IP addresses aren’t an unlimited resource, not on the current version of the Internet anyway. There are only a limited number of them and, while some of the doom and gloom proclamations about us running out in the next year or two may be exaggerated, we are running low on them and should be conserving them where we can.
An ISP can’t create new IP addresses from whole cloth. Instead, when they need more IP addresses they must petition one of the regional internet registries (RIRs) for a new set of addresses which they can then parcel out to their customers. There’s a RIR for each part of the world. ARIN distributes IP addresses for use in North America, RIPE handles IP addresses for Europe, APNIC handles them for the Asia-Pacific region and LACNIC for Latin America.
Each RIR enforces a fairly complex set of rules on the ISPs to ensure that the distribution of IP addresses is somewhat fair and reasonably parsimonious. The rules vary slightly from RIR to RIR in the details, but are fairly consistent in the general meaning. Unless you’re petitioning your local RIR for your own chunk of addresses for some reason (which you aren’t, unless you have a genuine need for more than 2000 IP addresses, or a legitimate need for more than 500 addresses and a complex redundant network setup) you only need to care about the rules that each RIR asks the ISP to enforce on their customers.
When an ISP asks, for example, ARIN for a new block of IP addresses they may be asked to demonstrate efficient usage of the IP addresses they’ve received previously. If they can’t do that, they may not be able to get the new IP addresses. This is, obviously, a Big Deal so ISP network engineers do their best to use address space efficiently, and try and stop their sales reps from handing address space out like candy at Halloween. The end result is that an ISP really does need to have you justify your IP usage – they’re not just being mean or trying to gouge you for more money.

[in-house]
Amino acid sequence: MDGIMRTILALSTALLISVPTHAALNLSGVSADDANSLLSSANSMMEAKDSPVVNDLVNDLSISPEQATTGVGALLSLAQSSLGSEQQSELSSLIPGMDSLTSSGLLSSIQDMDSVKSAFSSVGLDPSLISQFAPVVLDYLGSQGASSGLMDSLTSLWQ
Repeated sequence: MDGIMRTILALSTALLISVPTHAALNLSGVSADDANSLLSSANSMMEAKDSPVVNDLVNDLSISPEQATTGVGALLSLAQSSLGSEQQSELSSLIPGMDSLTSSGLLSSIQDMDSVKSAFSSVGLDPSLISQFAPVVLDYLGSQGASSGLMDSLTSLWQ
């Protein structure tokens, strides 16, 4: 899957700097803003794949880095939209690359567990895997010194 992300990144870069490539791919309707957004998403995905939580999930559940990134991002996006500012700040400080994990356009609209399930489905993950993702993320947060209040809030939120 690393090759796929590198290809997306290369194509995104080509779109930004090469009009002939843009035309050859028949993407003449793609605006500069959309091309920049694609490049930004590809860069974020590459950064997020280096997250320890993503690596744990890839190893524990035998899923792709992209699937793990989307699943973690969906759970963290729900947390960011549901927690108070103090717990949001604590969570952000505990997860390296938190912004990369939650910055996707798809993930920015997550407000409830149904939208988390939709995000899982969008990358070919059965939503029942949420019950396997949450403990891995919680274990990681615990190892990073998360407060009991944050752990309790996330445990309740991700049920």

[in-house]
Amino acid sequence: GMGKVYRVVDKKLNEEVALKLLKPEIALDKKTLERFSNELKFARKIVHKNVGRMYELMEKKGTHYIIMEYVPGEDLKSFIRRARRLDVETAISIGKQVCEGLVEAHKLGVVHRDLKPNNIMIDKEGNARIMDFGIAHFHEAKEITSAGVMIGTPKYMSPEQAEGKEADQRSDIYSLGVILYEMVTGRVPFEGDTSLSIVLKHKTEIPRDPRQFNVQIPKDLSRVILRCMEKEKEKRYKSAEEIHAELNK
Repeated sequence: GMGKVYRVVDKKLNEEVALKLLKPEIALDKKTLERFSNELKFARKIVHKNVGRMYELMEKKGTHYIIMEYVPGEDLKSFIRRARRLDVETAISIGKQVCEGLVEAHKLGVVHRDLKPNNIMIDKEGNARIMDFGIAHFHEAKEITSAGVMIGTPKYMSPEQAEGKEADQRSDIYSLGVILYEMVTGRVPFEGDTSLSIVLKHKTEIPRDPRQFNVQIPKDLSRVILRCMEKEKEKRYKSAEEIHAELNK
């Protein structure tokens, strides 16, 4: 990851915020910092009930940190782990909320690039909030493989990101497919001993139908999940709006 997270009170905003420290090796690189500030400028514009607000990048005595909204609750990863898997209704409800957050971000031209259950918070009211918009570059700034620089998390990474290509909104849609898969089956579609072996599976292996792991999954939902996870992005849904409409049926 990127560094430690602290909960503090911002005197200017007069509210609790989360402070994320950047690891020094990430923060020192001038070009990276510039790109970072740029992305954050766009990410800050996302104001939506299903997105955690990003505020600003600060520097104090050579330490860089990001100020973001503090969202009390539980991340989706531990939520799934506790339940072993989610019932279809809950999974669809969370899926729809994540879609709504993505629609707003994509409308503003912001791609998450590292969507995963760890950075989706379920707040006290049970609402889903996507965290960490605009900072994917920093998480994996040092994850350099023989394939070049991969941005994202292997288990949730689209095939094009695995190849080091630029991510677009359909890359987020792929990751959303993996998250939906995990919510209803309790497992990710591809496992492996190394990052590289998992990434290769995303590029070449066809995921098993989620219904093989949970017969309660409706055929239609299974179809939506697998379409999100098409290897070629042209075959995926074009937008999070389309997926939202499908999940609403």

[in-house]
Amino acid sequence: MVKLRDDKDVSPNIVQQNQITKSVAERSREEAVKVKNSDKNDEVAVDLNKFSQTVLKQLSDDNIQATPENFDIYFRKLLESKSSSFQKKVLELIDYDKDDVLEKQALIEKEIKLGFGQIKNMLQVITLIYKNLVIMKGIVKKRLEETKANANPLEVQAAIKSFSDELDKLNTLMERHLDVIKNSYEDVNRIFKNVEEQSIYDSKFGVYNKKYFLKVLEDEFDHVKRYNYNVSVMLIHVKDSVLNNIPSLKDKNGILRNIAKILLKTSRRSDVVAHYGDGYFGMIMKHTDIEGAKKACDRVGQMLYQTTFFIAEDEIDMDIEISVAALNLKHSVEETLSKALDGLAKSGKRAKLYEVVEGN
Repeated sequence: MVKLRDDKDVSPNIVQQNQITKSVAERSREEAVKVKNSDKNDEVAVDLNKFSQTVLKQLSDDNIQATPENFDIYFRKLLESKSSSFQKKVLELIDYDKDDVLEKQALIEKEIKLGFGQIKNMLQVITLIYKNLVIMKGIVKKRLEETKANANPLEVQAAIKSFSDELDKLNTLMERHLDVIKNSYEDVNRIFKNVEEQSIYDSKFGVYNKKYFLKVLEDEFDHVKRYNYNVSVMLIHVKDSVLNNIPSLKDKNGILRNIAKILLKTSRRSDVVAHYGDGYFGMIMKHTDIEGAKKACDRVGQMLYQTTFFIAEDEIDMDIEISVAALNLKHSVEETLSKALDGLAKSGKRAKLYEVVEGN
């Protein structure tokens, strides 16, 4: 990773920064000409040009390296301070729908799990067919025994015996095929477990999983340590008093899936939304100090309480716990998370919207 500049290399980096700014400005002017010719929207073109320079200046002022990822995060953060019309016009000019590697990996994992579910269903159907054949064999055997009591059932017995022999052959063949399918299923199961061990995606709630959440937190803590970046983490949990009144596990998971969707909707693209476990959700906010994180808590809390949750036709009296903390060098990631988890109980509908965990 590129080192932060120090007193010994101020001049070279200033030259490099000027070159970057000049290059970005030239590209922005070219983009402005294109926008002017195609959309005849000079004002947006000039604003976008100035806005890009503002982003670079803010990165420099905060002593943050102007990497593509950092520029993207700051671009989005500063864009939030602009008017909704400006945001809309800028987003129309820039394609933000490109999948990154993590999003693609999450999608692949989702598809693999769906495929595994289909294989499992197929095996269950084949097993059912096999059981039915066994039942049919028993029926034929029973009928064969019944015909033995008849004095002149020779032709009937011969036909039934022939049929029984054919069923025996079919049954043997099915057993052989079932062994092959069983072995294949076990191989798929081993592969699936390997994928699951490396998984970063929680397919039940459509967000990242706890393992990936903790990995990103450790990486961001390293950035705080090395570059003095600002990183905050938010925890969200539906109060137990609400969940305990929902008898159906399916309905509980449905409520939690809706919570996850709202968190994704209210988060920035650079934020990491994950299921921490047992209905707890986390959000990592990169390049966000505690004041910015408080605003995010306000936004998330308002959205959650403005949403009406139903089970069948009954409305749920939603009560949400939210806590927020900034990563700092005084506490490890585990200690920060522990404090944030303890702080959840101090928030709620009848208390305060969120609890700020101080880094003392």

There are several rules that an ISP might follow. One is that an initial allocation of more than, perhaps, 16 addresses will need some justification of how a quarter of those will be efficiently used immediately and how half of them will be used within six months. Another is that if you’re asking for additional IP addresses you’ll need to demonstrate that you’re efficiently using perhaps 80% of the addresses you’ve been assigned previously. The details may vary, and you can probably negotiate with the ISP, but eventually the ISP will need to justify themselves to ARIN, so they’re going to enforce something like this on their customers – or make you pay through the nose to cover the risks they take by bending the rules.
So what does efficient usage mean? That’s very simple in some cases, fuzzier in others. If you have 50 physical machines providing services on the internet, that’s a good justification for 50 IP addresses. If you’re providing internet access to end users (cable modems, DSL, dial-up) then one IP address per user is easy to justify. Virtual webhosting doesn’t justify one IP address per user, but virtual webhosting using SSL does. This is one of those rare cases where you really do have to explain your business model, showing that you’re making efficient use of the addresses you have, and that you have some room for expected growth but aren’t wasting address space by leaving too many addresses idle.
How about ESPs and other bulk mail senders – what does efficient address space usage mean for them? That’s something that seems, from recent conversations I’ve had, to be poorly understood by either ISPs or ESPs. And it’s fairly complex, that’s for sure. So I’ll save that for my next post.